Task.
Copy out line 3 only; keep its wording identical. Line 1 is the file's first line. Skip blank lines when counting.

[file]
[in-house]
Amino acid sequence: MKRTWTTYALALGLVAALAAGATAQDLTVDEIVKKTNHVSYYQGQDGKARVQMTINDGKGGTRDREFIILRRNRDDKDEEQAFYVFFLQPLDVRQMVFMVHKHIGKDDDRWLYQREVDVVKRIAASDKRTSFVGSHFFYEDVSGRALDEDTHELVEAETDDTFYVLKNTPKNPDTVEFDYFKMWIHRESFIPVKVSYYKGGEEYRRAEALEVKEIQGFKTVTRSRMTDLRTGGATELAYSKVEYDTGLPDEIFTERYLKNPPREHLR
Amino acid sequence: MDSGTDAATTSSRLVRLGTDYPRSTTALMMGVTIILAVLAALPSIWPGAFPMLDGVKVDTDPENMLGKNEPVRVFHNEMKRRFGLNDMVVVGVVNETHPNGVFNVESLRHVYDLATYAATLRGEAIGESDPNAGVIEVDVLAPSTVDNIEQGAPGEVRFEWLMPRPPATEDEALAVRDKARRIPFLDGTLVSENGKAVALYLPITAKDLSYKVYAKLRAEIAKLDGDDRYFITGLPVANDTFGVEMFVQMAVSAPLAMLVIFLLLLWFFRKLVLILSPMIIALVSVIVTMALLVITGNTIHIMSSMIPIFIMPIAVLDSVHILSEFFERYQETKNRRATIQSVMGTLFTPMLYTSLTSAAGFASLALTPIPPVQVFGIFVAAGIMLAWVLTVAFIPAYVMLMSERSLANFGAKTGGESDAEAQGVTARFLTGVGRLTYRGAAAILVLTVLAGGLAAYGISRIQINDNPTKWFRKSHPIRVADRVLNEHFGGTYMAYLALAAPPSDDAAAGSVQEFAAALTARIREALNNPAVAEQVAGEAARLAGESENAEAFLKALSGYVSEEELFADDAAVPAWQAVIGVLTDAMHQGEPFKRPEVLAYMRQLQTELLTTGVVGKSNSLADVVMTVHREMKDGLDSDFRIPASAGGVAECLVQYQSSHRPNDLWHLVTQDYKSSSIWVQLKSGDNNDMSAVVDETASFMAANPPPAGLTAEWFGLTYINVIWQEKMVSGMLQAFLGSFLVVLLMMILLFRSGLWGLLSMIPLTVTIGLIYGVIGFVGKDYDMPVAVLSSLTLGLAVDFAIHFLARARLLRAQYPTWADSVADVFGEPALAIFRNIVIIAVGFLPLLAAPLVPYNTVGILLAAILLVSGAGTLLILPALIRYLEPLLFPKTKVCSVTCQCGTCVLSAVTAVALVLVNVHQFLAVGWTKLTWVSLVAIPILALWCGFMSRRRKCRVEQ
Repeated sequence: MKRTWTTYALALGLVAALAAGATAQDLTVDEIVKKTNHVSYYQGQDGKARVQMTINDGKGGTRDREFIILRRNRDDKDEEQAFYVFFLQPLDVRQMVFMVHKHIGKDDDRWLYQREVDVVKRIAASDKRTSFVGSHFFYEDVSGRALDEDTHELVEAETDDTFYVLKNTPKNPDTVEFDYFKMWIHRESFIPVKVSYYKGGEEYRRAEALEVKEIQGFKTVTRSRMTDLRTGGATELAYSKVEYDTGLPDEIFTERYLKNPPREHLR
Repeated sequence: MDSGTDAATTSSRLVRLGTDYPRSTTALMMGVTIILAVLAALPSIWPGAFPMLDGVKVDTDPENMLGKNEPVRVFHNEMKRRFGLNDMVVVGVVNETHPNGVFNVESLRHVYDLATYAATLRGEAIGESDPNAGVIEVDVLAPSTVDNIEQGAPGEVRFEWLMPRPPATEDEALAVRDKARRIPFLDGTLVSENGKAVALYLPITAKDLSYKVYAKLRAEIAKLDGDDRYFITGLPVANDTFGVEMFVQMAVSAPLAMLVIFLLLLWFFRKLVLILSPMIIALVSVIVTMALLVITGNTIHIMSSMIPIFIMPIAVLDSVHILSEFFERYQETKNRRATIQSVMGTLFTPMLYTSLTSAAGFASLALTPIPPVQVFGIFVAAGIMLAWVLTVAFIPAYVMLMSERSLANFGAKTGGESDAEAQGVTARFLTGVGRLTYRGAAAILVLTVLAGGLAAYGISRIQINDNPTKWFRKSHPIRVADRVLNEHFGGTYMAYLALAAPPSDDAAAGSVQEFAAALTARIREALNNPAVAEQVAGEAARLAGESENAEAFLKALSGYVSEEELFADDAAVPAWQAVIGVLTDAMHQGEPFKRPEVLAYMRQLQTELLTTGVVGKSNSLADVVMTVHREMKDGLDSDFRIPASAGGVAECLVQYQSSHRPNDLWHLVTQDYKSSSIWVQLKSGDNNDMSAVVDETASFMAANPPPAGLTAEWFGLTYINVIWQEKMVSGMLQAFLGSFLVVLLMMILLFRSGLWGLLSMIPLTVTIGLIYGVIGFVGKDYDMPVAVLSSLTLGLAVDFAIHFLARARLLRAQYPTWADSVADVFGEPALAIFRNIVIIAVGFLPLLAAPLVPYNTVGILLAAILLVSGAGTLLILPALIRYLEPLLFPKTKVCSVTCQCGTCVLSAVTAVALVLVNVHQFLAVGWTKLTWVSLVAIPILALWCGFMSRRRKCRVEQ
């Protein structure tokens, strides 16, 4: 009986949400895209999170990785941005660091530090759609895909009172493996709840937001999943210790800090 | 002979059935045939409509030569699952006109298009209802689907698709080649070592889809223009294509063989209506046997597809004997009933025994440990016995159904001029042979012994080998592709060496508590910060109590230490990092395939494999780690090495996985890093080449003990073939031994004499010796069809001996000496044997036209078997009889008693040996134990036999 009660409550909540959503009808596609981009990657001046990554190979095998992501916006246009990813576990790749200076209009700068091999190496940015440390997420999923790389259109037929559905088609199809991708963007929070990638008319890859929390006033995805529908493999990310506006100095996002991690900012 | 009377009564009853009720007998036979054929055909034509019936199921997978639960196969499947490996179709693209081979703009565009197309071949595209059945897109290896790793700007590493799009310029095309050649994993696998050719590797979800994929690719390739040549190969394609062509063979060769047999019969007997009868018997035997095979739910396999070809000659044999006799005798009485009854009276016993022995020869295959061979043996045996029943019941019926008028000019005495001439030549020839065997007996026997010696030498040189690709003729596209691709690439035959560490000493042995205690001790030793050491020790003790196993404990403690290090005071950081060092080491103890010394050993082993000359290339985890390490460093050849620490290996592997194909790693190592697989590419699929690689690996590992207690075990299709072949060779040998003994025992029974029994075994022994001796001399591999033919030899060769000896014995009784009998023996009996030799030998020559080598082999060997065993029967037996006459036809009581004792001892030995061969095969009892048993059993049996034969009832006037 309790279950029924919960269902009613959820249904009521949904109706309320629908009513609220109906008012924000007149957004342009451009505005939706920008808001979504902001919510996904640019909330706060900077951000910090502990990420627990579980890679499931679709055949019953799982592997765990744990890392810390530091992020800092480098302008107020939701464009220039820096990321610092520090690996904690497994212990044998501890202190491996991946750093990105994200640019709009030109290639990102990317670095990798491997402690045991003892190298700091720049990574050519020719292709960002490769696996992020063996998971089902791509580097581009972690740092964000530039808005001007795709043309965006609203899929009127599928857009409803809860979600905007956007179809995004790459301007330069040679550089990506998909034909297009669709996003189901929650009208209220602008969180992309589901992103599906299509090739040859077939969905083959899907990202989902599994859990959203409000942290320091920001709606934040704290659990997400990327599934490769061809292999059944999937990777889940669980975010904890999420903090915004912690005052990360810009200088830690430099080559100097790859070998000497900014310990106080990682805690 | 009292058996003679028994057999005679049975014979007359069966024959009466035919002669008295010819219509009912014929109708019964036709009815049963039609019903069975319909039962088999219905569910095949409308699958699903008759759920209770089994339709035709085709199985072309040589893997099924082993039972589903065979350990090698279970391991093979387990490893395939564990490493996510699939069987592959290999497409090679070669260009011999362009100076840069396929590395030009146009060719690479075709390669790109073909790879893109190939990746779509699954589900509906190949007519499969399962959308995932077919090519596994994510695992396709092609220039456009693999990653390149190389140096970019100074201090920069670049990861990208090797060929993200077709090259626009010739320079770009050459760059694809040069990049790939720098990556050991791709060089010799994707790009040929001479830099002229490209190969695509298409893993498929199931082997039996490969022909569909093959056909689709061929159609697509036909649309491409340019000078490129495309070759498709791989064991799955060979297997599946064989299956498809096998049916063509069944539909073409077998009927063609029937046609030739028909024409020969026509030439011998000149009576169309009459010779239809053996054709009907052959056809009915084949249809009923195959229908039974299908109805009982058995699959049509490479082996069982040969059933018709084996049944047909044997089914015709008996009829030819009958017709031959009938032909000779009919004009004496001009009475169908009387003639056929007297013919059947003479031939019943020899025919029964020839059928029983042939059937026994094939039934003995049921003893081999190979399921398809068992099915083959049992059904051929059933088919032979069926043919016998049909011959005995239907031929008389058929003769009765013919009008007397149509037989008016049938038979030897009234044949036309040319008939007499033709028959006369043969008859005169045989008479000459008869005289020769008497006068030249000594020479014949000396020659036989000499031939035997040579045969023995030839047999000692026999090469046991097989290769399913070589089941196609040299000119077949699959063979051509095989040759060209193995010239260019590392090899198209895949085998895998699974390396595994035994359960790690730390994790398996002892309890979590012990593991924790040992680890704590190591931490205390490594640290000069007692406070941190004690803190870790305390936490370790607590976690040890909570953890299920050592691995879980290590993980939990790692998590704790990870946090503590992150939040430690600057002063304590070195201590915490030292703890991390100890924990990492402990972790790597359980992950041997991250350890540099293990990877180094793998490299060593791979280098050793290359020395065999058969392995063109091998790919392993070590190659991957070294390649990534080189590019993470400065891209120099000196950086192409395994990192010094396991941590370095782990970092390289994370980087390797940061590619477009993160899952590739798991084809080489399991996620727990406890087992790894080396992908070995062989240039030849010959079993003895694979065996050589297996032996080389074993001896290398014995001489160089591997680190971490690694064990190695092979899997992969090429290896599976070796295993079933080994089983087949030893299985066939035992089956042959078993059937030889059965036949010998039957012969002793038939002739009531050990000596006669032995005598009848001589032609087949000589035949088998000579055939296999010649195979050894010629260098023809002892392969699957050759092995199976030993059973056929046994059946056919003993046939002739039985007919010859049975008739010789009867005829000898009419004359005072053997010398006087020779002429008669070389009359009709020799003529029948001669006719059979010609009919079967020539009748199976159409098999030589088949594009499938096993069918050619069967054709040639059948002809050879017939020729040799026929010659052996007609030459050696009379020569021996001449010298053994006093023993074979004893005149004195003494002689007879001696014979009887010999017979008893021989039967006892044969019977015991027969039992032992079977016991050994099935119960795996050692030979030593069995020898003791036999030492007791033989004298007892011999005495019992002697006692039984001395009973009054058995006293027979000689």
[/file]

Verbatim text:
Amino acid sequence: MDSGTDAATTSSRLVRLGTDYPRSTTALMMGVTIILAVLAALPSIWPGAFPMLDGVKVDTDPENMLGKNEPVRVFHNEMKRRFGLNDMVVVGVVNETHPNGVFNVESLRHVYDLATYAATLRGEAIGESDPNAGVIEVDVLAPSTVDNIEQGAPGEVRFEWLMPRPPATEDEALAVRDKARRIPFLDGTLVSENGKAVALYLPITAKDLSYKVYAKLRAEIAKLDGDDRYFITGLPVANDTFGVEMFVQMAVSAPLAMLVIFLLLLWFFRKLVLILSPMIIALVSVIVTMALLVITGNTIHIMSSMIPIFIMPIAVLDSVHILSEFFERYQETKNRRATIQSVMGTLFTPMLYTSLTSAAGFASLALTPIPPVQVFGIFVAAGIMLAWVLTVAFIPAYVMLMSERSLANFGAKTGGESDAEAQGVTARFLTGVGRLTYRGAAAILVLTVLAGGLAAYGISRIQINDNPTKWFRKSHPIRVADRVLNEHFGGTYMAYLALAAPPSDDAAAGSVQEFAAALTARIREALNNPAVAEQVAGEAARLAGESENAEAFLKALSGYVSEEELFADDAAVPAWQAVIGVLTDAMHQGEPFKRPEVLAYMRQLQTELLTTGVVGKSNSLADVVMTVHREMKDGLDSDFRIPASAGGVAECLVQYQSSHRPNDLWHLVTQDYKSSSIWVQLKSGDNNDMSAVVDETASFMAANPPPAGLTAEWFGLTYINVIWQEKMVSGMLQAFLGSFLVVLLMMILLFRSGLWGLLSMIPLTVTIGLIYGVIGFVGKDYDMPVAVLSSLTLGLAVDFAIHFLARARLLRAQYPTWADSVADVFGEPALAIFRNIVIIAVGFLPLLAAPLVPYNTVGILLAAILLVSGAGTLLILPALIRYLEPLLFPKTKVCSVTCQCGTCVLSAVTAVALVLVNVHQFLAVGWTKLTWVSLVAIPILALWCGFMSRRRKCRVEQ